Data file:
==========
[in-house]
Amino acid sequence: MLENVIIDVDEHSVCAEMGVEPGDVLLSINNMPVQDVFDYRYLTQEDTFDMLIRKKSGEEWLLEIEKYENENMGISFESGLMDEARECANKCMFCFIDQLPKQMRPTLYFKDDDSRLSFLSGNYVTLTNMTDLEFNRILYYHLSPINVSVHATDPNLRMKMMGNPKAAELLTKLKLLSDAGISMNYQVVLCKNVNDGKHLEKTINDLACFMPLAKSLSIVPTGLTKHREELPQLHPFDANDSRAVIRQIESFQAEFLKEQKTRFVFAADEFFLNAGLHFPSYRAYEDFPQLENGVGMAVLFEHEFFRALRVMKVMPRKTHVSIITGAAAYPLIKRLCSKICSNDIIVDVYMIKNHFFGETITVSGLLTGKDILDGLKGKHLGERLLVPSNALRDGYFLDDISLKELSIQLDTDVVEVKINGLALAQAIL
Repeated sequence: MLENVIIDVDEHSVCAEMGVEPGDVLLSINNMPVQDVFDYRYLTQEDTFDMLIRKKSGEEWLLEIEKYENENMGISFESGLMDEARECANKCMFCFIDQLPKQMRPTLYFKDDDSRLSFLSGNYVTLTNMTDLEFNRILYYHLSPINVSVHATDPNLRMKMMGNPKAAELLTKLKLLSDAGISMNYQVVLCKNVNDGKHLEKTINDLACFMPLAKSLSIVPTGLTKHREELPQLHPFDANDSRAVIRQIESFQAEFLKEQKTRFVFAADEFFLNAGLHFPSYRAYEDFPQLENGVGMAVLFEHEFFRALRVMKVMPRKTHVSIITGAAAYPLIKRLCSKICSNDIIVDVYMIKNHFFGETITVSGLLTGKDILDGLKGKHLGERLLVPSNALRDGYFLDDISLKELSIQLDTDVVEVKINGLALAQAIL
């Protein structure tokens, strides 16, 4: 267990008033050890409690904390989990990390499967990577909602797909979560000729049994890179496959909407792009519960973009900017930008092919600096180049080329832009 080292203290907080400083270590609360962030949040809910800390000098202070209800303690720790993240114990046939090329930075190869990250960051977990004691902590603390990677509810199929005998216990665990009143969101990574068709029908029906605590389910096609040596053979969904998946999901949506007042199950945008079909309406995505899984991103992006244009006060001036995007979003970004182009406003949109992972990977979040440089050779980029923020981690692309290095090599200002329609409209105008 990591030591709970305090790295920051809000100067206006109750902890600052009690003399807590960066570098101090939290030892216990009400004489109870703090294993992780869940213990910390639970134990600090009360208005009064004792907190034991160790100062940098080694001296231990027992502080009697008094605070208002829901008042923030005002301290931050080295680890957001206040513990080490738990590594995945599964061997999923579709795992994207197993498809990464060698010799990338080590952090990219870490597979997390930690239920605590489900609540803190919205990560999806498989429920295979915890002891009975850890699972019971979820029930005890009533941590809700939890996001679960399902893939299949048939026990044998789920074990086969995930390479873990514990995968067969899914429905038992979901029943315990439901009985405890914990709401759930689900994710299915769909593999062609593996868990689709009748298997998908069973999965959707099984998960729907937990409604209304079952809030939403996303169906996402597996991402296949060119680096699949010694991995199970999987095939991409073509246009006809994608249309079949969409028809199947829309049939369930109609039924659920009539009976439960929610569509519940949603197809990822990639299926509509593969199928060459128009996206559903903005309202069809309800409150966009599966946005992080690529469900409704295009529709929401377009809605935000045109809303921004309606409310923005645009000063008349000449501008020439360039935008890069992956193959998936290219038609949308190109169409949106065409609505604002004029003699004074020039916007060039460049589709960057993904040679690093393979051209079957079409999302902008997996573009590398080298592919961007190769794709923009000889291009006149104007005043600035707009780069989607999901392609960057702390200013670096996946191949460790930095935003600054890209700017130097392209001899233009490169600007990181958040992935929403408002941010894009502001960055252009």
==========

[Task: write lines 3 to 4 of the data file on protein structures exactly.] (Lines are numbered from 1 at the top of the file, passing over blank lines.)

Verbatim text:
Repeated sequence: MLENVIIDVDEHSVCAEMGVEPGDVLLSINNMPVQDVFDYRYLTQEDTFDMLIRKKSGEEWLLEIEKYENENMGISFESGLMDEARECANKCMFCFIDQLPKQMRPTLYFKDDDSRLSFLSGNYVTLTNMTDLEFNRILYYHLSPINVSVHATDPNLRMKMMGNPKAAELLTKLKLLSDAGISMNYQVVLCKNVNDGKHLEKTINDLACFMPLAKSLSIVPTGLTKHREELPQLHPFDANDSRAVIRQIESFQAEFLKEQKTRFVFAADEFFLNAGLHFPSYRAYEDFPQLENGVGMAVLFEHEFFRALRVMKVMPRKTHVSIITGAAAYPLIKRLCSKICSNDIIVDVYMIKNHFFGETITVSGLLTGKDILDGLKGKHLGERLLVPSNALRDGYFLDDISLKELSIQLDTDVVEVKINGLALAQAIL
């Protein structure tokens, strides 16, 4: 267990008033050890409690904390989990990390499967990577909602797909979560000729049994890179496959909407792009519960973009900017930008092919600096180049080329832009 080292203290907080400083270590609360962030949040809910800390000098202070209800303690720790993240114990046939090329930075190869990250960051977990004691902590603390990677509810199929005998216990665990009143969101990574068709029908029906605590389910096609040596053979969904998946999901949506007042199950945008079909309406995505899984991103992006244009006060001036995007979003970004182009406003949109992972990977979040440089050779980029923020981690692309290095090599200002329609409209105008 990591030591709970305090790295920051809000100067206006109750902890600052009690003399807590960066570098101090939290030892216990009400004489109870703090294993992780869940213990910390639970134990600090009360208005009064004792907190034991160790100062940098080694001296231990027992502080009697008094605070208002829901008042923030005002301290931050080295680890957001206040513990080490738990590594995945599964061997999923579709795992994207197993498809990464060698010799990338080590952090990219870490597979997390930690239920605590489900609540803190919205990560999806498989429920295979915890002891009975850890699972019971979820029930005890009533941590809700939890996001679960399902893939299949048939026990044998789920074990086969995930390479873990514990995968067969899914429905038992979901029943315990439901009985405890914990709401759930689900994710299915769909593999062609593996868990689709009748298997998908069973999965959707099984998960729907937990409604209304079952809030939403996303169906996402597996991402296949060119680096699949010694991995199970999987095939991409073509246009006809994608249309079949969409028809199947829309049939369930109609039924659920009539009976439960929610569509519940949603197809990822990639299926509509593969199928060459128009996206559903903005309202069809309800409150966009599966946005992080690529469900409704295009529709929401377009809605935000045109809303921004309606409310923005645009000063008349000449501008020439360039935008890069992956193959998936290219038609949308190109169409949106065409609505604002004029003699004074020039916007060039460049589709960057993904040679690093393979051209079957079409999302902008997996573009590398080298592919961007190769794709923009000889291009006149104007005043600035707009780069989607999901392609960057702390200013670096996946191949460790930095935003600054890209700017130097392209001899233009490169600007990181958040992935929403408002941010894009502001960055252009």